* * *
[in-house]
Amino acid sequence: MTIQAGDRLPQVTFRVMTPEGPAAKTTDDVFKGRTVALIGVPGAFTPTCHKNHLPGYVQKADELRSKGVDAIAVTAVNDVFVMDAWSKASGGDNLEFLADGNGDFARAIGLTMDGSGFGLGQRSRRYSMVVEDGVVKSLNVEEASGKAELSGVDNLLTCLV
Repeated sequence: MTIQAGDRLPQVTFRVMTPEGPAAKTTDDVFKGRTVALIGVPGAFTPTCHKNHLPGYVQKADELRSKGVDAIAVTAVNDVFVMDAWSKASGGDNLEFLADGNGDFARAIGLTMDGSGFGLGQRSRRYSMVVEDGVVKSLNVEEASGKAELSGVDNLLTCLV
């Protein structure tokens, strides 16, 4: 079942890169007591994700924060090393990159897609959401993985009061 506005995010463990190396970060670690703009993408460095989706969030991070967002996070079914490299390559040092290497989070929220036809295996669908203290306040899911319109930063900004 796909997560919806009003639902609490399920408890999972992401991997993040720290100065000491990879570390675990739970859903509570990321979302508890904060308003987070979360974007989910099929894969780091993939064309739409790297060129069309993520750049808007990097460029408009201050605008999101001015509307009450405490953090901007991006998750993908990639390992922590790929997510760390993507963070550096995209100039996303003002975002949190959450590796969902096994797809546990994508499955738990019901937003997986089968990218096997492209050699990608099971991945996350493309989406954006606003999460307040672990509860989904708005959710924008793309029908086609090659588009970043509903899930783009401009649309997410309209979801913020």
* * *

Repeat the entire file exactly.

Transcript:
[in-house]
Amino acid sequence: MTIQAGDRLPQVTFRVMTPEGPAAKTTDDVFKGRTVALIGVPGAFTPTCHKNHLPGYVQKADELRSKGVDAIAVTAVNDVFVMDAWSKASGGDNLEFLADGNGDFARAIGLTMDGSGFGLGQRSRRYSMVVEDGVVKSLNVEEASGKAELSGVDNLLTCLV
Repeated sequence: MTIQAGDRLPQVTFRVMTPEGPAAKTTDDVFKGRTVALIGVPGAFTPTCHKNHLPGYVQKADELRSKGVDAIAVTAVNDVFVMDAWSKASGGDNLEFLADGNGDFARAIGLTMDGSGFGLGQRSRRYSMVVEDGVVKSLNVEEASGKAELSGVDNLLTCLV
């Protein structure tokens, strides 16, 4: 079942890169007591994700924060090393990159897609959401993985009061 506005995010463990190396970060670690703009993408460095989706969030991070967002996070079914490299390559040092290497989070929220036809295996669908203290306040899911319109930063900004 796909997560919806009003639902609490399920408890999972992401991997993040720290100065000491990879570390675990739970859903509570990321979302508890904060308003987070979360974007989910099929894969780091993939064309739409790297060129069309993520750049808007990097460029408009201050605008999101001015509307009450405490953090901007991006998750993908990639390992922590790929997510760390993507963070550096995209100039996303003002975002949190959450590796969902096994797809546990994508499955738990019901937003997986089968990218096997492209050699990608099971991945996350493309989406954006606003999460307040672990509860989904708005959710924008793309029908086609090659588009970043509903899930783009401009649309997410309209979801913020």